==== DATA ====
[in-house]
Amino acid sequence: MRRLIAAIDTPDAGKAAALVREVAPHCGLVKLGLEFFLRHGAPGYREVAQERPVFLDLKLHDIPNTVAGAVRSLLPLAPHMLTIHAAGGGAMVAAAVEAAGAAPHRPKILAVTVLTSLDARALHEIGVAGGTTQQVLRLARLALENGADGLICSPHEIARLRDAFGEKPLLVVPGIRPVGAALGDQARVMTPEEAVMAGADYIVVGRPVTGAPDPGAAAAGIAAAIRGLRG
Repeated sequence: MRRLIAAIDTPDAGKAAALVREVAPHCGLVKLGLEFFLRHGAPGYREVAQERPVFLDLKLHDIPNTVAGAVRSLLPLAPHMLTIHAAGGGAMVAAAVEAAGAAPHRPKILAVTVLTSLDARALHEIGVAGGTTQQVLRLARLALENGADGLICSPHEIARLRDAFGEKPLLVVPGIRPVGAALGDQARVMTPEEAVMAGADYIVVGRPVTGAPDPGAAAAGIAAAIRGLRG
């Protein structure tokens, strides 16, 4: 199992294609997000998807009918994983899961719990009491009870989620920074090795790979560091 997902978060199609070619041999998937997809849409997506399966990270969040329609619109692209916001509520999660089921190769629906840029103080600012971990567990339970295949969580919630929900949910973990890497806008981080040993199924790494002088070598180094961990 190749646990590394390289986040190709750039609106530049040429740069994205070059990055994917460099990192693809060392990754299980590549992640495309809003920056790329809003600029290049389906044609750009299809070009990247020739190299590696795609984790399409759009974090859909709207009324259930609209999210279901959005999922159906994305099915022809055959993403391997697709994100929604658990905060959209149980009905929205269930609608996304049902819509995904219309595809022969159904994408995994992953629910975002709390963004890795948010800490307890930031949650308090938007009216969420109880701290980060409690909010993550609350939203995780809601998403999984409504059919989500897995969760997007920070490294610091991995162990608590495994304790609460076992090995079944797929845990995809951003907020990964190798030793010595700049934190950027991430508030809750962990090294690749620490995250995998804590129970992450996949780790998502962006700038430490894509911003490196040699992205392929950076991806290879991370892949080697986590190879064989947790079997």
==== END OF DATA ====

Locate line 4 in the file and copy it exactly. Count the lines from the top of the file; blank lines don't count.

């Protein structure tokens, strides 16, 4: 199992294609997000998807009918994983899961719990009491009870989620920074090795790979560091 997902978060199609070619041999998937997809849409997506399966990270969040329609619109692209916001509520999660089921190769629906840029103080600012971990567990339970295949969580919630929900949910973990890497806008981080040993199924790494002088070598180094961990 190749646990590394390289986040190709750039609106530049040429740069994205070059990055994917460099990192693809060392990754299980590549992640495309809003920056790329809003600029290049389906044609750009299809070009990247020739190299590696795609984790399409759009974090859909709207009324259930609209999210279901959005999922159906994305099915022809055959993403391997697709994100929604658990905060959209149980009905929205269930609608996304049902819509995904219309595809022969159904994408995994992953629910975002709390963004890795948010800490307890930031949650308090938007009216969420109880701290980060409690909010993550609350939203995780809601998403999984409504059919989500897995969760997007920070490294610091991995162990608590495994304790609460076992090995079944797929845990995809951003907020990964190798030793010595700049934190950027991430508030809750962990090294690749620490995250995998804590129970992450996949780790998502962006700038430490894509911003490196040699992205392929950076991806290879991370892949080697986590190879064989947790079997």